Gareth Southgate: Without major trophies, England have no 'big players'
Gareth Southgate believes it is a fallacy to say England have "big players" considering the lack of major trophies among them and proven ability at the top.
World Cup qualification may have been secured but questions remain over the state of the national team, having floundered at recent major tournaments and flattered to deceive on numerous occasions.
Limping to Russia with a last-gasp 1-0 win against Slovenia on Thursday only exacerbated matters, leading enthusiasm to wane further ahead of Sunday's Group F dead rubber against Lithuania.
Big names like Harry Kane and Dele Alli are set to start the final World Cup qualifier in Vilnius, yet Southgate was keen to point out that profile does necessarily turn them into "big players."
The exciting duo have not won a major medal between them and the only members of this England squad to have tasted Champions League glory are Ryan Bertrand, Gary Cahill and Daniel Sturridge.
Three Lions boss Southgate said: "Well, are they big players until they win? We're talking about big players because of transfer fees or because they are playing in the Champions League.
"When we are in semifinals, finals, winning trophies, then I think I think we're big players. Until that point, for me, we have it all to prove.
"I am the same as coach, so I don't disassociate myself from that. But we can't consider ourselves big players.
"Big players are [Gerard] Pique, [Sergio] Ramos, [Sergio] Busquets, [Toni] Kroos, [Sami] Khedira, [Manuel] Neuer -- I could go on. That's what big players are.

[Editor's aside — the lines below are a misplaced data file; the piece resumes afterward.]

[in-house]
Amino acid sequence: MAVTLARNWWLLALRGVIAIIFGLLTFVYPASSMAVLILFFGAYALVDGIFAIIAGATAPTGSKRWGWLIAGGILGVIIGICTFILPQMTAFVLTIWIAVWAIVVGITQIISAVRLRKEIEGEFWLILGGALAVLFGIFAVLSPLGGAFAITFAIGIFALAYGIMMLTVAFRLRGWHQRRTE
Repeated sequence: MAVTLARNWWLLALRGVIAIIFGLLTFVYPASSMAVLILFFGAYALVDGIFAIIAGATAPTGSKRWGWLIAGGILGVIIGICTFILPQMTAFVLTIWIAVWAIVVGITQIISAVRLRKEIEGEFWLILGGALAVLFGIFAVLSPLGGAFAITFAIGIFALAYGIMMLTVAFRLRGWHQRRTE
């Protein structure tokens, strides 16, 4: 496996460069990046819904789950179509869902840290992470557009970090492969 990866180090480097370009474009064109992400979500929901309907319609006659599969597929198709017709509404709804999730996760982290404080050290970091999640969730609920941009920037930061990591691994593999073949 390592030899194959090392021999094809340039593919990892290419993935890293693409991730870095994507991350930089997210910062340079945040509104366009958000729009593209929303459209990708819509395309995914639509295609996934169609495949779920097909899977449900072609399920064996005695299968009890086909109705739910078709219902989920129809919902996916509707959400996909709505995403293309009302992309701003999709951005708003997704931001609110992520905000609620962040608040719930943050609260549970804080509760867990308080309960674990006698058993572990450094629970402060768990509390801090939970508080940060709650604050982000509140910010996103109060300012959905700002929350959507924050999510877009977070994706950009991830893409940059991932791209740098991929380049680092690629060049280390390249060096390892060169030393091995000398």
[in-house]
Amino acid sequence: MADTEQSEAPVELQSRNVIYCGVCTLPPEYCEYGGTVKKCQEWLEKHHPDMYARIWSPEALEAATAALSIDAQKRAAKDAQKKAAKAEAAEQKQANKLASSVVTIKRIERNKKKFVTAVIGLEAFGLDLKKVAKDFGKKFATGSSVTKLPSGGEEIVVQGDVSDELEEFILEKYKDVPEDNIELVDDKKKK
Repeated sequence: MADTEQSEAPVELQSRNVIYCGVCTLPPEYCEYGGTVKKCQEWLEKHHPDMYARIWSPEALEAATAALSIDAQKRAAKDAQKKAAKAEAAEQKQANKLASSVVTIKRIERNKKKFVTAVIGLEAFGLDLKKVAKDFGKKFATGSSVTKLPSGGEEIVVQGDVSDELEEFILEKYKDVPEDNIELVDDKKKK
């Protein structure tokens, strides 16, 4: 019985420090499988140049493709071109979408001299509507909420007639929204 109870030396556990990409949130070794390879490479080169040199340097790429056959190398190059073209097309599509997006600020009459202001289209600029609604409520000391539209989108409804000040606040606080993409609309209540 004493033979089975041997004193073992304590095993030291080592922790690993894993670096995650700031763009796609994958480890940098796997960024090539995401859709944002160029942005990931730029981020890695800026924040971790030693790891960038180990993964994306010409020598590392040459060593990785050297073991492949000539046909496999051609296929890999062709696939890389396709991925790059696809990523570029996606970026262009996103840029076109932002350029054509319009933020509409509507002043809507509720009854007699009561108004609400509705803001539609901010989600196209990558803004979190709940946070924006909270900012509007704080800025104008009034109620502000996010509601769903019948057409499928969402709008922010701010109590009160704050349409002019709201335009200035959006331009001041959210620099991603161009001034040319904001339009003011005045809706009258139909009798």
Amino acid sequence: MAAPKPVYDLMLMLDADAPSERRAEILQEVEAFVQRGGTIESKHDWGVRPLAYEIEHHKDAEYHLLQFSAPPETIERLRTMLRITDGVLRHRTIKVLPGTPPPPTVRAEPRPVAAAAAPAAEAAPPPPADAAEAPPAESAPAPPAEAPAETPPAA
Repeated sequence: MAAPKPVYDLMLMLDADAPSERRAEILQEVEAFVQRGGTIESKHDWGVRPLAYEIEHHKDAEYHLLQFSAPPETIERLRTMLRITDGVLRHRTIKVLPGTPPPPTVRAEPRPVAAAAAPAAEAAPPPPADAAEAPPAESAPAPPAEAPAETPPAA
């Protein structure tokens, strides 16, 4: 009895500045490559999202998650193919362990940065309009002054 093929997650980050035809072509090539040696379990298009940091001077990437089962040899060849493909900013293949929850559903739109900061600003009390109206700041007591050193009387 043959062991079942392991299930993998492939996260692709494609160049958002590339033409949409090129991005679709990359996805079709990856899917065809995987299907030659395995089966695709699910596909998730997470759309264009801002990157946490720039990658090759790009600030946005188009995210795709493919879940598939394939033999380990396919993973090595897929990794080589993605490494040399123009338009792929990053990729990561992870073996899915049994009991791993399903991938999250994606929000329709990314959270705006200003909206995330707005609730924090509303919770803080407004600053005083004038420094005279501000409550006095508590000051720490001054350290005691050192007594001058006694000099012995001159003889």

"We create a bubble in our country around the league because of the money, because of the profile of it. We have it to prove. No problem, these guys are hungry to prove it."
England certainly have the appetite for success within this callow squad.
Stoke goalkeeper Jack Butland will get the chance in Lithuania and Tottenham midfielder Harry Winks is pushing for his senior debut, while Leicester's uncapped centre-back Harry Maguire looks set to come in as Southgate dabbles with a three-man defence.
"I think we can connect the ball better," he said of the decision to play three at the back. "It gives us more stability in transition.
"I think the passing angles. I think we've played our best possession football when we've played that way in the games up to now.
"In the qualification games we wanted to get an extra attacking player on the field, but, in the end, I'm not certain we've created more chances in doing that, so I think this is an opportunity."
The trip to Lithuania is England's last competitive match before the World Cup -- a tournament it had been feared Alli could miss the beginning of following his ill-judged middle-finger gesture.
FIFA instead showed leniency and only banned him for Thursday's qualifier against Slovenia, when his presence was missed as Kane's late goal saw England scrape a 1-0 victory.
Southgate, though, does not necessarily believe creativity is Alli's main attribute -- as some have suggested.
The England boss added: "Dele is an interesting player because if you analyse his game closely, he's a scorer of goals and he's not necessarily the sort of link player Adam (Lallana) is.
"Dele's biggest strengths are arriving in the box, timing his runs into the box, finishing and scoring goals, the moments he smells when to turn over, when to press.
"If he can add consistency in his touch and creativity of pass to that, then he'll be a better player than he already is -- and that's a high level now."